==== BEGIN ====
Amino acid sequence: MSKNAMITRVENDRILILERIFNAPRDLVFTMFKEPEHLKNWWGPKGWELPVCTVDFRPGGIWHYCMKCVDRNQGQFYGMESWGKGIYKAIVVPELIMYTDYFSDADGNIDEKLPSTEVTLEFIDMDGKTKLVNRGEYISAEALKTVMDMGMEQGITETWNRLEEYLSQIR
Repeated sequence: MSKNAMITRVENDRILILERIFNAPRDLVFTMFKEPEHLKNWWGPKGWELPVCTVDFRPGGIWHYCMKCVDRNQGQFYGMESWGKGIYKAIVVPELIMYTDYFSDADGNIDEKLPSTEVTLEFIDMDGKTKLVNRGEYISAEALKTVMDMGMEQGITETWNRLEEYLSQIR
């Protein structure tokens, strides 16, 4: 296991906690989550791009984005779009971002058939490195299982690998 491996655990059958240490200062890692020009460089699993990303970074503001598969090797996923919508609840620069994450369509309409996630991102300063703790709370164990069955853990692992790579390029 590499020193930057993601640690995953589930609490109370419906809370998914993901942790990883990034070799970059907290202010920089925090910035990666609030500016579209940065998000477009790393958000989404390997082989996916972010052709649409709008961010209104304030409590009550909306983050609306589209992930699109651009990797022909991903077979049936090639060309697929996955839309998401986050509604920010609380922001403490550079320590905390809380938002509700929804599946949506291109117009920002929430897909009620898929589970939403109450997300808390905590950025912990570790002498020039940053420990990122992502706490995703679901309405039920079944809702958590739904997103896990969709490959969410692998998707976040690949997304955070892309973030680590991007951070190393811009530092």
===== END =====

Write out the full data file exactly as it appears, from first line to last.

Amino acid sequence: MSKNAMITRVENDRILILERIFNAPRDLVFTMFKEPEHLKNWWGPKGWELPVCTVDFRPGGIWHYCMKCVDRNQGQFYGMESWGKGIYKAIVVPELIMYTDYFSDADGNIDEKLPSTEVTLEFIDMDGKTKLVNRGEYISAEALKTVMDMGMEQGITETWNRLEEYLSQIR
Repeated sequence: MSKNAMITRVENDRILILERIFNAPRDLVFTMFKEPEHLKNWWGPKGWELPVCTVDFRPGGIWHYCMKCVDRNQGQFYGMESWGKGIYKAIVVPELIMYTDYFSDADGNIDEKLPSTEVTLEFIDMDGKTKLVNRGEYISAEALKTVMDMGMEQGITETWNRLEEYLSQIR
């Protein structure tokens, strides 16, 4: 296991906690989550791009984005779009971002058939490195299982690998 491996655990059958240490200062890692020009460089699993990303970074503001598969090797996923919508609840620069994450369509309409996630991102300063703790709370164990069955853990692992790579390029 590499020193930057993601640690995953589930609490109370419906809370998914993901942790990883990034070799970059907290202010920089925090910035990666609030500016579209940065998000477009790393958000989404390997082989996916972010052709649409709008961010209104304030409590009550909306983050609306589209992930699109651009990797022909991903077979049936090639060309697929996955839309998401986050509604920010609380922001403490550079320590905390809380938002509700929804599946949506291109117009920002929430897909009620898929589970939403109450997300808390905590950025912990570790002498020039940053420990990122992502706490995703679901309405039920079944809702958590739904997103896990969709490959969410692998998707976040690949997304955070892309973030680590991007951070190393811009530092």